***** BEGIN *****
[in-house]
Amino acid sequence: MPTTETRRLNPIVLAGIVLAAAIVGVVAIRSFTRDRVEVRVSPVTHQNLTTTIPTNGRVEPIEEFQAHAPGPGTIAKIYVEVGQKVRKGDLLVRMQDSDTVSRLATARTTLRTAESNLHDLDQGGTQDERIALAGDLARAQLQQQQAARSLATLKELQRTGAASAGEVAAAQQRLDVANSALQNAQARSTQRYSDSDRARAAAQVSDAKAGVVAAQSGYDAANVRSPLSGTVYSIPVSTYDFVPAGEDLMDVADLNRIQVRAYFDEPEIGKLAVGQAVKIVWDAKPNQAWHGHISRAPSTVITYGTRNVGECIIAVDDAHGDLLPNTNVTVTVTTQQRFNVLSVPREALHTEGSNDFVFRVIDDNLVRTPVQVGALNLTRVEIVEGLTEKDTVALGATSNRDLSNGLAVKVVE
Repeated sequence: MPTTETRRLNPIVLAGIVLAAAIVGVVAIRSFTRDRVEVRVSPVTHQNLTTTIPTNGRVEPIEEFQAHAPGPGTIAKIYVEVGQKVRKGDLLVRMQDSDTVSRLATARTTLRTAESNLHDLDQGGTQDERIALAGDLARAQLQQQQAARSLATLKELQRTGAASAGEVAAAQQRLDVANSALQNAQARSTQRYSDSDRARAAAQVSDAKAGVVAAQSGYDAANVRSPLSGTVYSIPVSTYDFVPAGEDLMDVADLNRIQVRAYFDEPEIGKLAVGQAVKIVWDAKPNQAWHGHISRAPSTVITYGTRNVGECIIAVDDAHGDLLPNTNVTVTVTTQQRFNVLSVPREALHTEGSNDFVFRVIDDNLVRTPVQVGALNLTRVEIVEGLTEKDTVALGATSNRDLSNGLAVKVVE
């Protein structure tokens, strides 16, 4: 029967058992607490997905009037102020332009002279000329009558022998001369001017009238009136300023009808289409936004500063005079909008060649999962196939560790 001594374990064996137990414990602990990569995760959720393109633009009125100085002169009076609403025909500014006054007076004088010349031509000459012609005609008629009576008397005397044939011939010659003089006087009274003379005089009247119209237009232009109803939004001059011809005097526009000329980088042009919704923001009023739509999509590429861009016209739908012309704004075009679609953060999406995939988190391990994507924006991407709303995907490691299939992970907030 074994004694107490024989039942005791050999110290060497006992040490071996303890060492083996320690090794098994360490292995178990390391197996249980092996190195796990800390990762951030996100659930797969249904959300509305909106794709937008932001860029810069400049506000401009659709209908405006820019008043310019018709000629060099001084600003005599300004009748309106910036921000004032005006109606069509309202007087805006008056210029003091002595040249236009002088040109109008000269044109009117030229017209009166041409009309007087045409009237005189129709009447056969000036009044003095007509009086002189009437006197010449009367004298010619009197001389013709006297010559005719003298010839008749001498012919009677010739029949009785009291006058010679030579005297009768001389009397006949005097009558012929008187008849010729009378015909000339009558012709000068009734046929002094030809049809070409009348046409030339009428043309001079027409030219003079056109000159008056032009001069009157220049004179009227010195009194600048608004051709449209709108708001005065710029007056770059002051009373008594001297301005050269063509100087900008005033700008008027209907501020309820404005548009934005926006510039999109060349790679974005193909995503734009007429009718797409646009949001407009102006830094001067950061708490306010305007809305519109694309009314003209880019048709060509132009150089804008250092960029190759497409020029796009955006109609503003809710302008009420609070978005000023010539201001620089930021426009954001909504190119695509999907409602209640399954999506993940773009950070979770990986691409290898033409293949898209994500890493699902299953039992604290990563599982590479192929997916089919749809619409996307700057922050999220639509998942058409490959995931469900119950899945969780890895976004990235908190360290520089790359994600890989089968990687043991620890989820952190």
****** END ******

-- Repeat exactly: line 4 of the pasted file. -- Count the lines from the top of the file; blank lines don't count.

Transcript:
């Protein structure tokens, strides 16, 4: 029967058992607490997905009037102020332009002279000329009558022998001369001017009238009136300023009808289409936004500063005079909008060649999962196939560790 001594374990064996137990414990602990990569995760959720393109633009009125100085002169009076609403025909500014006054007076004088010349031509000459012609005609008629009576008397005397044939011939010659003089006087009274003379005089009247119209237009232009109803939004001059011809005097526009000329980088042009919704923001009023739509999509590429861009016209739908012309704004075009679609953060999406995939988190391990994507924006991407709303995907490691299939992970907030 074994004694107490024989039942005791050999110290060497006992040490071996303890060492083996320690090794098994360490292995178990390391197996249980092996190195796990800390990762951030996100659930797969249904959300509305909106794709937008932001860029810069400049506000401009659709209908405006820019008043310019018709000629060099001084600003005599300004009748309106910036921000004032005006109606069509309202007087805006008056210029003091002595040249236009002088040109109008000269044109009117030229017209009166041409009309007087045409009237005189129709009447056969000036009044003095007509009086002189009437006197010449009367004298010619009197001389013709006297010559005719003298010839008749001498012919009677010739029949009785009291006058010679030579005297009768001389009397006949005097009558012929008187008849010729009378015909000339009558012709000068009734046929002094030809049809070409009348046409030339009428043309001079027409030219003079056109000159008056032009001069009157220049004179009227010195009194600048608004051709449209709108708001005065710029007056770059002051009373008594001297301005050269063509100087900008005033700008008027209907501020309820404005548009934005926006510039999109060349790679974005193909995503734009007429009718797409646009949001407009102006830094001067950061708490306010305007809305519109694309009314003209880019048709060509132009150089804008250092960029190759497409020029796009955006109609503003809710302008009420609070978005000023010539201001620089930021426009954001909504190119695509999907409602209640399954999506993940773009950070979770990986691409290898033409293949898209994500890493699902299953039992604290990563599982590479192929997916089919749809619409996307700057922050999220639509998942058409490959995931469900119950899945969780890895976004990235908190360290520089790359994600890989089968990687043991620890989820952190």